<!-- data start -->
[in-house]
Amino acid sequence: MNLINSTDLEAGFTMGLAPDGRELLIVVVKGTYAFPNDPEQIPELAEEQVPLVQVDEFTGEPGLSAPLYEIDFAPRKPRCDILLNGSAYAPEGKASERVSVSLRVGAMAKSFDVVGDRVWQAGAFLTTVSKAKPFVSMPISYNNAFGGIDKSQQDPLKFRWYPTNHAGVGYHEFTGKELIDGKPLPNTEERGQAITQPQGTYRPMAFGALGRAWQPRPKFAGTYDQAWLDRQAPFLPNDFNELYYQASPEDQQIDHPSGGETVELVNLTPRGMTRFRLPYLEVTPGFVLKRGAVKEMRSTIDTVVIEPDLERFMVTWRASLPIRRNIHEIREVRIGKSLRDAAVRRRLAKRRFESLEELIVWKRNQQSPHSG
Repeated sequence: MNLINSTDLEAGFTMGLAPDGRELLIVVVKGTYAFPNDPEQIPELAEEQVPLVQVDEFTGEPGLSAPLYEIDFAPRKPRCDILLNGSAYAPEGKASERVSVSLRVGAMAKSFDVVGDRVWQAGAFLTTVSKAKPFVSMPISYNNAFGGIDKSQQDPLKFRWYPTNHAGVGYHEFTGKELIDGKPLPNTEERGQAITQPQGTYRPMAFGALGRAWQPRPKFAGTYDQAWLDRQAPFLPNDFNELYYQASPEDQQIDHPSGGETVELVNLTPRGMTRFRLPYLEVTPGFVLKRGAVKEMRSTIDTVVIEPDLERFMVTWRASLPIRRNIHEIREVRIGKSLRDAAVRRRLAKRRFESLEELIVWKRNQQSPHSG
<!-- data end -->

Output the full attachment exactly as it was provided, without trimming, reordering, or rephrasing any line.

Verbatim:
[in-house]
Amino acid sequence: MNLINSTDLEAGFTMGLAPDGRELLIVVVKGTYAFPNDPEQIPELAEEQVPLVQVDEFTGEPGLSAPLYEIDFAPRKPRCDILLNGSAYAPEGKASERVSVSLRVGAMAKSFDVVGDRVWQAGAFLTTVSKAKPFVSMPISYNNAFGGIDKSQQDPLKFRWYPTNHAGVGYHEFTGKELIDGKPLPNTEERGQAITQPQGTYRPMAFGALGRAWQPRPKFAGTYDQAWLDRQAPFLPNDFNELYYQASPEDQQIDHPSGGETVELVNLTPRGMTRFRLPYLEVTPGFVLKRGAVKEMRSTIDTVVIEPDLERFMVTWRASLPIRRNIHEIREVRIGKSLRDAAVRRRLAKRRFESLEELIVWKRNQQSPHSG
Repeated sequence: MNLINSTDLEAGFTMGLAPDGRELLIVVVKGTYAFPNDPEQIPELAEEQVPLVQVDEFTGEPGLSAPLYEIDFAPRKPRCDILLNGSAYAPEGKASERVSVSLRVGAMAKSFDVVGDRVWQAGAFLTTVSKAKPFVSMPISYNNAFGGIDKSQQDPLKFRWYPTNHAGVGYHEFTGKELIDGKPLPNTEERGQAITQPQGTYRPMAFGALGRAWQPRPKFAGTYDQAWLDRQAPFLPNDFNELYYQASPEDQQIDHPSGGETVELVNLTPRGMTRFRLPYLEVTPGFVLKRGAVKEMRSTIDTVVIEPDLERFMVTWRASLPIRRNIHEIREVRIGKSLRDAAVRRRLAKRRFESLEELIVWKRNQQSPHSG